New Policy Makes it Easier than Ever for USCIS to Place People into Deportation

If your immigration application is denied, and USCIS decides you are removable, you can now be placed directly into deportation proceedings.  Under previous policy, if USCIS denied an application and believed an individual was removable, it would refer the large majority of these cases to ICE.  ICE, after an investigation, would then decide in its discretion whether or not to place the individual into deportation.  In the past they would use discretion and not try to deport people in the US for years who had family and no criminal issues.

However, under new guidance, USCIS will now bypass ICE and begin placing all denied applicants directly into deportation in a wide variety of cases if the individual does not hold valid immigration status.  Which means USCIS will now place spouses, parents, and possibly children of U.S. citizens or permanent residents into deportation if their applications are denied. This policy has the potential to place thousands of individuals into and already overcrowded immigration court system and rip apart thousands of families a year.

Furthermore, USCIS will now place an applicant into deportation, not only if he was convicted of a deportable crime, but also if he was simply charged with certain criminal offenses (even if not convicted), or “committed acts that are chargeable as a criminal offense.” In certain criminal cases, an applicant could be put into deportation well before USCIS decides on the application. This means that an applicant could be placed into deportation on criminal grounds without warning or notice.  The application itself could be a triggering factor.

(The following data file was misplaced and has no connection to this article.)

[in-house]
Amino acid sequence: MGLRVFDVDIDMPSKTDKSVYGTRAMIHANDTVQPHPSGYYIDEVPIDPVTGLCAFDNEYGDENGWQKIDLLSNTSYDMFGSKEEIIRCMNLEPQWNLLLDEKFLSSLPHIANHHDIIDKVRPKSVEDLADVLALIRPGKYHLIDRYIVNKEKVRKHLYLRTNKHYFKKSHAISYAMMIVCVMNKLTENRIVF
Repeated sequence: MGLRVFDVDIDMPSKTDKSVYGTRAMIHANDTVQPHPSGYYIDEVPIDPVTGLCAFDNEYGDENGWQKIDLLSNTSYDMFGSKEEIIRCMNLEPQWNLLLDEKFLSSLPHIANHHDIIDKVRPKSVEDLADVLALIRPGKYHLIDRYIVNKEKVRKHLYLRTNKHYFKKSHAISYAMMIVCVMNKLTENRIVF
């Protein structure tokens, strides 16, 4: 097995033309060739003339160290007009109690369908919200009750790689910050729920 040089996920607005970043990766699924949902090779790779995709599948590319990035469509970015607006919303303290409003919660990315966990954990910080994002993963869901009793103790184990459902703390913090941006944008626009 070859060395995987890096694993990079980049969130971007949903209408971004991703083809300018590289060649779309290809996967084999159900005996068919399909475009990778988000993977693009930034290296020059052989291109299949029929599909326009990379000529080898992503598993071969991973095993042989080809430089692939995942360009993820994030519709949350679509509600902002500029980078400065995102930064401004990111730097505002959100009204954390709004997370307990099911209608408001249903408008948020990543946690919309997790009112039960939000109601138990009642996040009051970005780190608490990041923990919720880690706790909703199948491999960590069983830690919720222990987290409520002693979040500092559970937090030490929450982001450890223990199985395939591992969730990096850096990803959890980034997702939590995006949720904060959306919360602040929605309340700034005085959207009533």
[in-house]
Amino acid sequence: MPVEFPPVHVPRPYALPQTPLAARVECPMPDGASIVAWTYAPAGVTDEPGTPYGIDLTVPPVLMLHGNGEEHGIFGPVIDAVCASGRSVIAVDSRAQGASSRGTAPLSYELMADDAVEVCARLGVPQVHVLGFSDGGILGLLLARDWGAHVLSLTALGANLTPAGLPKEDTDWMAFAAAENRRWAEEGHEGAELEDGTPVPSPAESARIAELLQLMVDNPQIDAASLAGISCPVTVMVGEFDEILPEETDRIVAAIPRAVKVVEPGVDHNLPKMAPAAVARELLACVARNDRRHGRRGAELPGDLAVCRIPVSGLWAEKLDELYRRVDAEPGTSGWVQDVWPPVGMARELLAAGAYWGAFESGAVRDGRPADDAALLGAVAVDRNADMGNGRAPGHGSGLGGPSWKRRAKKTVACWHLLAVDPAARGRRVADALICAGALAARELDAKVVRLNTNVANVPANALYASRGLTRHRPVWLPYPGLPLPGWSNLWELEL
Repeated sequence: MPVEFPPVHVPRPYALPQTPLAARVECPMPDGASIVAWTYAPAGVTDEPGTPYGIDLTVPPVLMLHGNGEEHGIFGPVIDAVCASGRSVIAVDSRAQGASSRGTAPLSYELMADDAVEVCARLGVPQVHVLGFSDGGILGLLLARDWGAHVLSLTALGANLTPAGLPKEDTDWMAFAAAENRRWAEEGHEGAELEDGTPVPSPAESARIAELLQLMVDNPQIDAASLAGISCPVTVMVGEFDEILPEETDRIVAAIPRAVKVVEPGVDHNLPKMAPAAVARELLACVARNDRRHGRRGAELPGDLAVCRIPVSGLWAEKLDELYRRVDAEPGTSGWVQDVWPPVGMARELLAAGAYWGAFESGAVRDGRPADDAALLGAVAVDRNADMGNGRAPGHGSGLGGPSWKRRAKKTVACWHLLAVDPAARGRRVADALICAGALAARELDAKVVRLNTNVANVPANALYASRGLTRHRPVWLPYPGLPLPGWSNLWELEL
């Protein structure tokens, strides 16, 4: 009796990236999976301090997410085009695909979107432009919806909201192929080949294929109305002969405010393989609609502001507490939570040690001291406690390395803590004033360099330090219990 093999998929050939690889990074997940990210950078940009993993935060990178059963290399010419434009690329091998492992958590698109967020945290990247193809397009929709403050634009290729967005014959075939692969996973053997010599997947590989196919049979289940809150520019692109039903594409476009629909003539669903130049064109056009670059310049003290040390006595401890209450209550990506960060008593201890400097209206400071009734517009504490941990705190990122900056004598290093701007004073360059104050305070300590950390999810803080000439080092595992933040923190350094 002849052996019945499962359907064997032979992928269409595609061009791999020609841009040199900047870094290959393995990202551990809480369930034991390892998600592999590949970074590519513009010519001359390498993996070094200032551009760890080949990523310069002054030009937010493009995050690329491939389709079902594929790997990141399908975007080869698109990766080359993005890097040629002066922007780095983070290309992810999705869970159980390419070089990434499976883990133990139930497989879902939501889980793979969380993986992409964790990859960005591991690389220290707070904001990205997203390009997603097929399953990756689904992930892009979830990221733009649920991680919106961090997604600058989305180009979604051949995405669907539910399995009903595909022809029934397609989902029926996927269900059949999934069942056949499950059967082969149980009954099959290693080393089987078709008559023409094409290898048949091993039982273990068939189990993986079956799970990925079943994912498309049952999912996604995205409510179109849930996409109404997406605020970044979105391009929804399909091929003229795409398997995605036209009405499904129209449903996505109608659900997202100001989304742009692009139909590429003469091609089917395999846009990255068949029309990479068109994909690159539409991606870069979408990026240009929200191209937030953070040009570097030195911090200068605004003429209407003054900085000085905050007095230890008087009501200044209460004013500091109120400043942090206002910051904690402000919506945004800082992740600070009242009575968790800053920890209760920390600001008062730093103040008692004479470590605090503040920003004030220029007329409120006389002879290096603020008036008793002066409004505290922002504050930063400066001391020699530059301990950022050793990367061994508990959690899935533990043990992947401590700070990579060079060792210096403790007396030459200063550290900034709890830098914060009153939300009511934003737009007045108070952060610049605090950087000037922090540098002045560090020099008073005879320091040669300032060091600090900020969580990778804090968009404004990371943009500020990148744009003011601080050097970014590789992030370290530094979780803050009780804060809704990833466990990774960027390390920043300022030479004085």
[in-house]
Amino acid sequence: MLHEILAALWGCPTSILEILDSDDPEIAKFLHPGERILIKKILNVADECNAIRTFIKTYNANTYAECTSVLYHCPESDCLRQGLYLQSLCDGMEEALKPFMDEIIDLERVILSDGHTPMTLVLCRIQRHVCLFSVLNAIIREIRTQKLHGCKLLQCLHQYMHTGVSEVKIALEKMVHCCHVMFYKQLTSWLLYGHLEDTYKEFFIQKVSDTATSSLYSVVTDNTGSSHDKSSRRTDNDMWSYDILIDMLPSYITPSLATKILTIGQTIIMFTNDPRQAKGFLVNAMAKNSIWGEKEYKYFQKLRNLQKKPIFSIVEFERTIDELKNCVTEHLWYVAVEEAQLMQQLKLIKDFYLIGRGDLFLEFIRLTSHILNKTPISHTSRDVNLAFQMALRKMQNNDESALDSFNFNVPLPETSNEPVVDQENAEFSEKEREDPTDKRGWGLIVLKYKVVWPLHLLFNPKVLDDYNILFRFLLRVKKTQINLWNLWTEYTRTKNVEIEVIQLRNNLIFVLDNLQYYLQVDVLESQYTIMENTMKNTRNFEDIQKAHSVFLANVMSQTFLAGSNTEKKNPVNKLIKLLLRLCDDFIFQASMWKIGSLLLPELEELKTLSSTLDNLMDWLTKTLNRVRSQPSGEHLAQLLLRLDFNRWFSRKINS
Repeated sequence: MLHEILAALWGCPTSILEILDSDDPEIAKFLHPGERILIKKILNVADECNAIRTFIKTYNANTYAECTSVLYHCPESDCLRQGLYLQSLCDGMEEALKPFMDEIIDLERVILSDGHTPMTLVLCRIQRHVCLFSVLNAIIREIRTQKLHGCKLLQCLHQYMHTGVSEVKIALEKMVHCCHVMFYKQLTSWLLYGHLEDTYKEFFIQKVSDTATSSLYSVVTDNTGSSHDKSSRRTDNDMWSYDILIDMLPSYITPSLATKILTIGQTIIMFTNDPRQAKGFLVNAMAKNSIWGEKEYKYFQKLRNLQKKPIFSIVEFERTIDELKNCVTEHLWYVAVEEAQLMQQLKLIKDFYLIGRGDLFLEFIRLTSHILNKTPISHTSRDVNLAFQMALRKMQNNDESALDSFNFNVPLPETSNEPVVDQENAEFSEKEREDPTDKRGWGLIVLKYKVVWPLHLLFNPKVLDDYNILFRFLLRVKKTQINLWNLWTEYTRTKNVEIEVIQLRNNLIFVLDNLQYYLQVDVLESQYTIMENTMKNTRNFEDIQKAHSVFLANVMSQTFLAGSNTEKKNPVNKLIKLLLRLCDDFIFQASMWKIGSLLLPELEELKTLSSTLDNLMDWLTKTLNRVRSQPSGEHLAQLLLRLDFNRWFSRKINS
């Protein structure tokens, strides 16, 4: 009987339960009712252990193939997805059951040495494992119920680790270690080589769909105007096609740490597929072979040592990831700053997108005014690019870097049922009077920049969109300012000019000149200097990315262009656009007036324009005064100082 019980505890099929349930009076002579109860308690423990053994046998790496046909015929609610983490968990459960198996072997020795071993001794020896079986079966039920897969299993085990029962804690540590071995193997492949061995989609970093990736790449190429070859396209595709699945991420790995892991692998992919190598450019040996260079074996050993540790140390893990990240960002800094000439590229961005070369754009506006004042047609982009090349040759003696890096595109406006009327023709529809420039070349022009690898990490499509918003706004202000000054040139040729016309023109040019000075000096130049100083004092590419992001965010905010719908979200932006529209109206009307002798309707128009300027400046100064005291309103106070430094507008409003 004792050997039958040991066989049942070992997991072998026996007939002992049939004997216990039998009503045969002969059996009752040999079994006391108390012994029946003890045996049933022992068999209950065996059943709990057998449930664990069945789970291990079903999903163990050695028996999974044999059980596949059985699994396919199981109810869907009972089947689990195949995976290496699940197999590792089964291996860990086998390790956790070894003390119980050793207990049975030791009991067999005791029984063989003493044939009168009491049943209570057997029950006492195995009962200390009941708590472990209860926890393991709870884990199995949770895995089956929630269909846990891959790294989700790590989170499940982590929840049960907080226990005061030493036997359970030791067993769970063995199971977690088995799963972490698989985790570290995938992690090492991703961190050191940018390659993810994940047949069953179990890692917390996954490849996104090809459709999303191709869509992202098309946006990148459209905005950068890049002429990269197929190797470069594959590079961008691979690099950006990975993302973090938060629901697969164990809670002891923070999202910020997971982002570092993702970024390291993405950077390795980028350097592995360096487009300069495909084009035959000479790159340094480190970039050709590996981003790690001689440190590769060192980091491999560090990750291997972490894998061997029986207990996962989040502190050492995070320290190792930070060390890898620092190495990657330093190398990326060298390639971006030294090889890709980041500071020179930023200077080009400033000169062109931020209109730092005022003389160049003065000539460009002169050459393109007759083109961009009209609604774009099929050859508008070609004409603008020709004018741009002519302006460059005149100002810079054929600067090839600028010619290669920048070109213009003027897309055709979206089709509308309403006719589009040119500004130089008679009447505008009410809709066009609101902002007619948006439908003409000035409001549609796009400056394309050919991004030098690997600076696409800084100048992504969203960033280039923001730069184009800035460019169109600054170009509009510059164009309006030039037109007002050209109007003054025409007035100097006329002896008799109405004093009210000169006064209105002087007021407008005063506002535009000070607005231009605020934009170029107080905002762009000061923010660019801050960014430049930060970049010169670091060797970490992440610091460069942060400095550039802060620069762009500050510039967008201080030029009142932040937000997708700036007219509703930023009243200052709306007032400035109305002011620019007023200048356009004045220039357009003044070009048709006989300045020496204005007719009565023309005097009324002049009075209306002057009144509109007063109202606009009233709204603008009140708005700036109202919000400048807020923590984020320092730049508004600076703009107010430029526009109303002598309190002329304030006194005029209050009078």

In addition, naturalization applicants are now more susceptible to deportation.  Certain crimes, including some misdemeanors, will preclude a finding of good moral character. If an application for naturalization is denied on good moral character grounds because of a criminal offense, USCIS is now mandated to place the applicant into deportation as well.

According to the Lloyd Bennett, Esq, former chapter chair of the American Immigration Lawyers’ Association - NJ Chapter, these new policies, “will add thousands of individuals into an already broken immigration system.” Which is why it is extremely important for an immigration lawyer to review your history before submitting an application for you or your family member to USCIS. Our office has helped thousands of people successfully navigate the immigration system. We urge you to schedule a free consultation with one of our experienced attorneys. 

Call (800) 909-8129 or use our online form to schedule your consultation.  Se Habla Espanol.